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Man this is a great thread!

I will run both eventually. My wife feels it is necessary to load up the kids and drive to the middle of the west desert here in Utah to look for geodes. I want her to either have a SAT phone or a HAM. The HAM seems so much more practical in an emergency...

Thanks to the OP for bringing this subject to light and thanks to all the knowledgeable contributors!!

GREATGREAT info.
 

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We usually start on 146.520, then move to a different frequency when we are all together.
 

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For any newbies that are interested, larger towns have HAM groups that are usually chock full of folks that are very willing to help you understand HAM, select HAM equipment for purchase (new and used) and offer installation advise if not outright installation help. It is an interesting world with different sub groups for varied interests. Do not walk away from this thinking that it is "too technical for me". The HAM test is not hard and you can practice for free online to your heart's content prior to taking the test. Some folks do not "study" for the test, just keep on taking practice tests online until they start consistently passing the tests. The HAM license test uses questions that come from a larger pool of test questions and you will eventually run across all of the test questions in the pool and start remembering them as you continue to take practice tests. The "official" info/test study booklet is not difficult to read through and lets you know when they are telling you stuff for general info only and not required for testing.
 

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Free online test for HAM technician license just make user and login:

https://www.qrz.com/hamtest/

At Amazon for $25 the 4watt UV5R handheld is a great full featured HAM radio ($35 for 8watt). 2 meter 70 cm (most commonly used), FRS & MURS (no license rq'd), GMRS, weather channels.

This radio is superb on trail runs and will teach you what you need to know. You may never feel the need to install a mobile radio in the FJ. If you do they are still useful as loaners and out of truck radios. Pick up 2 so you can observe your own transmissions and cover others on runs.

That's less than CB and you'll have excellent comms. Avoid buying too much radio for your first, the features can be daunting to navigate in very primitive interfaces, think 1985.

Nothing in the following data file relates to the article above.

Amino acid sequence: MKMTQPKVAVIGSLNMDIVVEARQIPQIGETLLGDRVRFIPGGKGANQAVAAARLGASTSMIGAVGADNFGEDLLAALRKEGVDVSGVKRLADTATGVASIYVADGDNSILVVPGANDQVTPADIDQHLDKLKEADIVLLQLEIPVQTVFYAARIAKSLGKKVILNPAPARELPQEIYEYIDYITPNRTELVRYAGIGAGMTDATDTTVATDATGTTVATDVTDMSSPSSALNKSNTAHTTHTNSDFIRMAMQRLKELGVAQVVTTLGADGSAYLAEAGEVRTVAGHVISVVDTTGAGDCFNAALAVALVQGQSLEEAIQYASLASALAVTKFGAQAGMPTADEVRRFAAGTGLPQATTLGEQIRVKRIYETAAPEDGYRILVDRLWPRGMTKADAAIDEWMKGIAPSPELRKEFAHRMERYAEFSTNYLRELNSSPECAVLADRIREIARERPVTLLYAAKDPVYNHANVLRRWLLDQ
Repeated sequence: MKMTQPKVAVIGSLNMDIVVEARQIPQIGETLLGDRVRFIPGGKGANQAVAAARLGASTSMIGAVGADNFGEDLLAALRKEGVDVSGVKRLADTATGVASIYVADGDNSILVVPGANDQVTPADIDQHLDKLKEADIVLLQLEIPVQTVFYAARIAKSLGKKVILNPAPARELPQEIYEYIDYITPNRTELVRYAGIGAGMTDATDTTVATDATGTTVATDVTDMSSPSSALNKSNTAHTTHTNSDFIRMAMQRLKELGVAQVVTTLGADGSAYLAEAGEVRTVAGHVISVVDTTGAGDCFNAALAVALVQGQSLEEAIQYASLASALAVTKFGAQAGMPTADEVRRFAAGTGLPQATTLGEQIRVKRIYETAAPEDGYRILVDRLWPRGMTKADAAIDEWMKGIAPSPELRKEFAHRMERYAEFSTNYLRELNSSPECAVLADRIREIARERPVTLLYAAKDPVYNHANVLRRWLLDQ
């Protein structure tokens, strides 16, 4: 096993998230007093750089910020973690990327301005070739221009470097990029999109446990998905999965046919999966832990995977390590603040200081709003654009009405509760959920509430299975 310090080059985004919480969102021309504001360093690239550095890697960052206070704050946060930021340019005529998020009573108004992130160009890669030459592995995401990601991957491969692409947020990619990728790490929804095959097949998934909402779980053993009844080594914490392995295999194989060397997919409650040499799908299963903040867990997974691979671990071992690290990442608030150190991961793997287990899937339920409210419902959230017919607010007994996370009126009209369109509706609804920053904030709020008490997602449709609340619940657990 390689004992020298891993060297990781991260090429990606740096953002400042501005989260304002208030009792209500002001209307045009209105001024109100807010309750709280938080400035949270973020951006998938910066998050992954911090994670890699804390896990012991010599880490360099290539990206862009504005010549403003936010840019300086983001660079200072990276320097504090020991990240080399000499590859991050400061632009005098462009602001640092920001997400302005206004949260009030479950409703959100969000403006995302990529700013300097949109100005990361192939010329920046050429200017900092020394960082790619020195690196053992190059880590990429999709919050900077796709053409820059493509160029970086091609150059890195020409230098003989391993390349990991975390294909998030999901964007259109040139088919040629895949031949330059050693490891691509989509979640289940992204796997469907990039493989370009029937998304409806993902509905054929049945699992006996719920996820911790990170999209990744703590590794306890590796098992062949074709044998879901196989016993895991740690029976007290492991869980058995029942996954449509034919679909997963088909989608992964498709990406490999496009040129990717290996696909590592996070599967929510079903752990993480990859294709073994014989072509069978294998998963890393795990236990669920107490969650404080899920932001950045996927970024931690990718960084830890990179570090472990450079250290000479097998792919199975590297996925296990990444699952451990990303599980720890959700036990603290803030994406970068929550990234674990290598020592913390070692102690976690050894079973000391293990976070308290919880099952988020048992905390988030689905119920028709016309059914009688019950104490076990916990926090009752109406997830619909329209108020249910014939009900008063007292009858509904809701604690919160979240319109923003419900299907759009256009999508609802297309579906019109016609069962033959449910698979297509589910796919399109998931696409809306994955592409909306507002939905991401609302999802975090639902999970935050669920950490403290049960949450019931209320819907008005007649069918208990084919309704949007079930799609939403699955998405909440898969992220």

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What do you guys think about this setup?

https://www.radioddity.com/radioddity-qb25-pro-quad-band-quad-standby-mini-mobile-car-truck-radio-vhf-uhf-144-220-350-440-mhz-cable-cd-50w-high-gain-quad-band-antenna.html

A knowledgeable guy I’ve seen on the trail a couple times is running this instead of spending the jack on a Yaesu 400, he said it’s pretty damn good especially for the cash. I was thinking about installing this in the FJ and going with a couple of the UV-5R’s for mobile units with larger antennas.
 

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There are a lot of 20-25w VHF/UHF radios out there right now at under $100.

One of the most important features for me is CHIRP software compatibility so I can copy/paste my entire programming to hand helds/mobile and not have to remember 2 systems. Chinese programing software is really bad.

Miklor Radio Information Site - Miklor has reviews and resources for many of these chinese builds, but they are making new models faster than site can keep up.

https://chirp.danplanet.com/projects/chirp/wiki/Home CHIRP supported radio list.
 

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My truck has HAM radios, I mean hardcore mounted in the back with remote heads and holes drilled in the top with permanent antennas. Then I went to a meetup and could not talk to anyone because they all used CB...

So I ordered a CB from Bell's CB with the mod and a mic. It puts out 80 watts stock. I don't care what they say, every HAM started as a CBer, and I have a lot of fun with it.

CBs should be mounted in the CB position. I made and changed the bracket a few times before I got it right. The down angle was important to see the face well. Mounting points were behind the mirror and the first roof support rib. (pic)